Winning the pageant in 1991 roused her interest in fashion, and coincidentally, she married into a fashion family. “My husband Ratul has interests in real estate, but also runs an accessories business,” she tells us. “His parents own a successful retail chain called Burlingtons of Kolkata, having stores in India’s major cities.” Komal, herself, has two labels under her – ‘Komal Sood’ and ‘Kyra’– creating ethnic ensembles, as well as chic, fun prêt.
“We all bond at work and it is a good journey as a family.” She hastens to add, “Touch wood!”
Being “a proud army child” and constantly on the move until her marriage, Komal’s exposure to various places and cultures has “nourished and moulded my free-spirited personality”. Somewhat holistic, her philosophy is simple. “The only thing constant in life is change. I live by the positive mantra.” A balanced lifestyle is supported by the guidance of her gurus from the Bihar school of yoga. “I also like adventure travel – hiking, diving, biking. In future, I want a lot more of that.”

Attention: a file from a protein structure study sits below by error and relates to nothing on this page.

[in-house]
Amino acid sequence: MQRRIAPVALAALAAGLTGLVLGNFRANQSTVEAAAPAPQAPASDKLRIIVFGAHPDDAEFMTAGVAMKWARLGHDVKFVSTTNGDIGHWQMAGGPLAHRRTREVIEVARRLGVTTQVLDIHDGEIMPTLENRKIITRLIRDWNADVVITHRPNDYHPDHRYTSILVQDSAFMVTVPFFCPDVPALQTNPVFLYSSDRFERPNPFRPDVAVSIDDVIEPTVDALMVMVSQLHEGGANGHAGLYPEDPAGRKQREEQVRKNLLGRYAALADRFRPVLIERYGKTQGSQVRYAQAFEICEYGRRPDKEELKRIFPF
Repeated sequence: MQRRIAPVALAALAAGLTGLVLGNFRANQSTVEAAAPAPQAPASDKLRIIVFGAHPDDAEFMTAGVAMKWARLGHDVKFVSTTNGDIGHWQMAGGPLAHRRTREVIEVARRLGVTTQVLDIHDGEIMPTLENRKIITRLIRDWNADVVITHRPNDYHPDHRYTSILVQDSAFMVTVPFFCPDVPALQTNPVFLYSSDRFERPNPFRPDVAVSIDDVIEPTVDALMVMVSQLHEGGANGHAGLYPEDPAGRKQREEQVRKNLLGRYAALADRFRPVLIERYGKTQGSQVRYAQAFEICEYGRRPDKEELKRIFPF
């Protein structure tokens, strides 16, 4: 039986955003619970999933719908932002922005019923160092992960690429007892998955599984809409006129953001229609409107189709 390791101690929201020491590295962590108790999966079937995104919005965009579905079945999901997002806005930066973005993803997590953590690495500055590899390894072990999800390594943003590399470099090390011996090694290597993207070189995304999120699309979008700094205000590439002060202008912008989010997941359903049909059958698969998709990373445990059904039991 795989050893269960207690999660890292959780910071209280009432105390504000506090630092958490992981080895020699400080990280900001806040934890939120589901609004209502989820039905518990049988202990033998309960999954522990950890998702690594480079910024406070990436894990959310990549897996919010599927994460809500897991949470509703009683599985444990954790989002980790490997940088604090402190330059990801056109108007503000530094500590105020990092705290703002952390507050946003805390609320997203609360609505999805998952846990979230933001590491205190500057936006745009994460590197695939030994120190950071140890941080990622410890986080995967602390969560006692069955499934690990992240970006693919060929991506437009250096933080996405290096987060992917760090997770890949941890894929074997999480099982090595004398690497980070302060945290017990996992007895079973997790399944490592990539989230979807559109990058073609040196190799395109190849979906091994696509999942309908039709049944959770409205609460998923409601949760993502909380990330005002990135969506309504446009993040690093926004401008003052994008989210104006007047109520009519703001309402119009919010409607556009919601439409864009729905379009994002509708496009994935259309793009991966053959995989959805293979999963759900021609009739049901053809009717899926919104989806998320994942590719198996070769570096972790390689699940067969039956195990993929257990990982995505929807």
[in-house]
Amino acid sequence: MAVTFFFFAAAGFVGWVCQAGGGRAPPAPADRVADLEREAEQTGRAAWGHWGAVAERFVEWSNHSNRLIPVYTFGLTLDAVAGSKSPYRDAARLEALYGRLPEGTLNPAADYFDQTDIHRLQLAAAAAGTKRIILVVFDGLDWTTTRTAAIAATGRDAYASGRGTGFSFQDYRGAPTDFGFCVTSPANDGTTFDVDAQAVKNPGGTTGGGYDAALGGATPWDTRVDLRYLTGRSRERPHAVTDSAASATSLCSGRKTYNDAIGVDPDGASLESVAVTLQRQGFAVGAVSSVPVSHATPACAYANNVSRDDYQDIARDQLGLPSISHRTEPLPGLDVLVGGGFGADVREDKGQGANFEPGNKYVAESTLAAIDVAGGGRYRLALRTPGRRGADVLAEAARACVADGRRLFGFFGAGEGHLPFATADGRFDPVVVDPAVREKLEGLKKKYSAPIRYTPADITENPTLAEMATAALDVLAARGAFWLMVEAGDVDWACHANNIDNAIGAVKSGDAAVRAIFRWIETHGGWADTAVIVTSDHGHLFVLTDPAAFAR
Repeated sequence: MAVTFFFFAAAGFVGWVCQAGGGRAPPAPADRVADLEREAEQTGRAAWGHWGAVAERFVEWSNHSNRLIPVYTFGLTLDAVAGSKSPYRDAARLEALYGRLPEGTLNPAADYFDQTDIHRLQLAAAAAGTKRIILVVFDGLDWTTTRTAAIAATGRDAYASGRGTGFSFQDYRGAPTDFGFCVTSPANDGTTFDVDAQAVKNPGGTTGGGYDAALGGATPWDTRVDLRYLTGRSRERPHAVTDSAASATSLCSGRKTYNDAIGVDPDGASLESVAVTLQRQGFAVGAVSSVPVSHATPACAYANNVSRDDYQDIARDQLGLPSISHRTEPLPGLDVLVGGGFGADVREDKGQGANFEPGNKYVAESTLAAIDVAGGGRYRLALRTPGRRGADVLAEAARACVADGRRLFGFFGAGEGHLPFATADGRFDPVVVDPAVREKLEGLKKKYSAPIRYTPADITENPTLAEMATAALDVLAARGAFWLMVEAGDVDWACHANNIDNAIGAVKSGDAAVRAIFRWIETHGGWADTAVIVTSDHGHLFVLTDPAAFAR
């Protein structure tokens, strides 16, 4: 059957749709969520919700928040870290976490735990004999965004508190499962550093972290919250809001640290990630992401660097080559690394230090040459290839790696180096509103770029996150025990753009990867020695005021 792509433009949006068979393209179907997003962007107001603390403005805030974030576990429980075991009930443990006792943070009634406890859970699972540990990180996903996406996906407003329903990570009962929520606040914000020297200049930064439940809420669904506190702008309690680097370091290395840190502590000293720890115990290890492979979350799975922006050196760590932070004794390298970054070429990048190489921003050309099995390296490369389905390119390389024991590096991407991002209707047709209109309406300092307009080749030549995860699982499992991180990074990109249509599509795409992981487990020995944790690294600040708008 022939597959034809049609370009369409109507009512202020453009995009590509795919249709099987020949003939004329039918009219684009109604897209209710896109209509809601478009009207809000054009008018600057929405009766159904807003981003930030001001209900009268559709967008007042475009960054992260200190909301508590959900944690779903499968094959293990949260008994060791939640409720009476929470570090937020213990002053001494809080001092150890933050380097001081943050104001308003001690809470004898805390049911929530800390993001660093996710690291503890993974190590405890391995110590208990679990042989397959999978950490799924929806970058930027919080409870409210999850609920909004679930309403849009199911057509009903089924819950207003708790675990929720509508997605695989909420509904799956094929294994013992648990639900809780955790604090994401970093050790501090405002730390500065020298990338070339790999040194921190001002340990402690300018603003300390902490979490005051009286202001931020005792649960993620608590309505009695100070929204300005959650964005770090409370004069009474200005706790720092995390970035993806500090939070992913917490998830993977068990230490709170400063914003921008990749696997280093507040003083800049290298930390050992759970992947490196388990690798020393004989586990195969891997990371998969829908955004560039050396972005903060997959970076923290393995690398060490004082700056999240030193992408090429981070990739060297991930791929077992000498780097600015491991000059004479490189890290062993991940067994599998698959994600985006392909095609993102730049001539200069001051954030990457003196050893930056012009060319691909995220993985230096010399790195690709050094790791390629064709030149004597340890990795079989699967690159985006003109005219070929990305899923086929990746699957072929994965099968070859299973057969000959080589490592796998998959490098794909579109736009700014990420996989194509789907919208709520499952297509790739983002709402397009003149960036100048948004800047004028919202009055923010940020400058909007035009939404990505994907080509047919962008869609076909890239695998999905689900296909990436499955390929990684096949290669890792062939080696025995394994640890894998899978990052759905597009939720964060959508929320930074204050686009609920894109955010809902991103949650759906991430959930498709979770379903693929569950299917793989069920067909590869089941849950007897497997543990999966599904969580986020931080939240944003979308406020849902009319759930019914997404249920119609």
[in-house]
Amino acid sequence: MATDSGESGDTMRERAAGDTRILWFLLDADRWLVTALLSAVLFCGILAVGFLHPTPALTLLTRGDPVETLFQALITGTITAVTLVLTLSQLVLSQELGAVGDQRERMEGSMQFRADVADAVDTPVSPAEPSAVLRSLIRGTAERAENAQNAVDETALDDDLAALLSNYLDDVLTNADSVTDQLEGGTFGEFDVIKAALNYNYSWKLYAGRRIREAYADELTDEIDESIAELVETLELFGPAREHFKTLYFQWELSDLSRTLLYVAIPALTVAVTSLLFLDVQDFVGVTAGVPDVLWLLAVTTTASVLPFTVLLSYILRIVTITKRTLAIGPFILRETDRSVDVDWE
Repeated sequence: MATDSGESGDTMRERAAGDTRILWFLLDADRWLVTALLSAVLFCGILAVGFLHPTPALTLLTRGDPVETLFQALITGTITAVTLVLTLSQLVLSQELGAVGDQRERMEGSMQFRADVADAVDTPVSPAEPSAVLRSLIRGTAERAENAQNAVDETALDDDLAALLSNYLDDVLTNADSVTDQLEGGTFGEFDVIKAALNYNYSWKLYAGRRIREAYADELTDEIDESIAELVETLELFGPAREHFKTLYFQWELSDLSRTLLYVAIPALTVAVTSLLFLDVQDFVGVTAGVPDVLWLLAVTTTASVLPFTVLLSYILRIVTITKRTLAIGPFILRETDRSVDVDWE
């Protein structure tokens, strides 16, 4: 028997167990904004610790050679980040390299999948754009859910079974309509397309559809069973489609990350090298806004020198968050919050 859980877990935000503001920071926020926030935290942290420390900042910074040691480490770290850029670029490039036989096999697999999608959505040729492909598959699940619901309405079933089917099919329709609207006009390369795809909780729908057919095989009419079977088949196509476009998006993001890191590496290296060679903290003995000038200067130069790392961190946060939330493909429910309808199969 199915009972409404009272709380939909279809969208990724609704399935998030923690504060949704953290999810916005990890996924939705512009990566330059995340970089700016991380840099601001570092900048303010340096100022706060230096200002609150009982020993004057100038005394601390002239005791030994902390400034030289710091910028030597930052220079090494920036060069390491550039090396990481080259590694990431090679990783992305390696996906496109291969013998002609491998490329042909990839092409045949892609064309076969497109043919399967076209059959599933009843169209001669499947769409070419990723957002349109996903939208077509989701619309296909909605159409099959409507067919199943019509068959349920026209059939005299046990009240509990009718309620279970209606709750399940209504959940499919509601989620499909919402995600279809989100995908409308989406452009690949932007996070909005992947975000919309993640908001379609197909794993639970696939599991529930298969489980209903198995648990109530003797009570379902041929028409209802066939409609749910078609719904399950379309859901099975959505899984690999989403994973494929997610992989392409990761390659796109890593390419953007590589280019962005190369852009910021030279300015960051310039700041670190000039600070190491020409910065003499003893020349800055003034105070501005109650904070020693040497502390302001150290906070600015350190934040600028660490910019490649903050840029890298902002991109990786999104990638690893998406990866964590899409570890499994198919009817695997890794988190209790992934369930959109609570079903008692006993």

Travel is second nature, for work and pleasure. Delhi, Mumbai, Hong Kong, Bangkok, Paris and Milan are places to catch up with friends and family. Shopping is imperative. “Via Montenapoleone and Via Spiga in Milan,” she lists. “In Paris, I head to Le Bon Marché and Rue Saint Honoré. In Hong Kong, I explore the local young fashion.” Describing herself as “fit, sporty and chic”, Komal loves her denims from True Religion and Diesel. Dresses and accessories from Miu Miu, D&G, Shanghai Tang and Louis Vuitton are also treasured. “It is not what you wear, but how you wear it. Attitude and outlook count.”
The mother of two juggles work, travel, family and personal wellness – quite a task, but her management skills are admirable. Despite a successful career and supportive family, Komal still cannot “belong” to Kolkata. “It’s too chaotic a city,” she points out. “But a great place to bring up children. The country club-life infrastructure is fantastic.” Someday, though, she wants to build her own health spa resort by the sea and live there. “I want to go away and educate myself more,” she says, wistfully. “Sometimes, I have to remind myself that I am not so free...”
Subscribe to Verve Magazine or buy the Verve issue on stands now!
|Home | Subscribe to Verve | Cover Gallery | Advertisers | About Verve | Contact Us|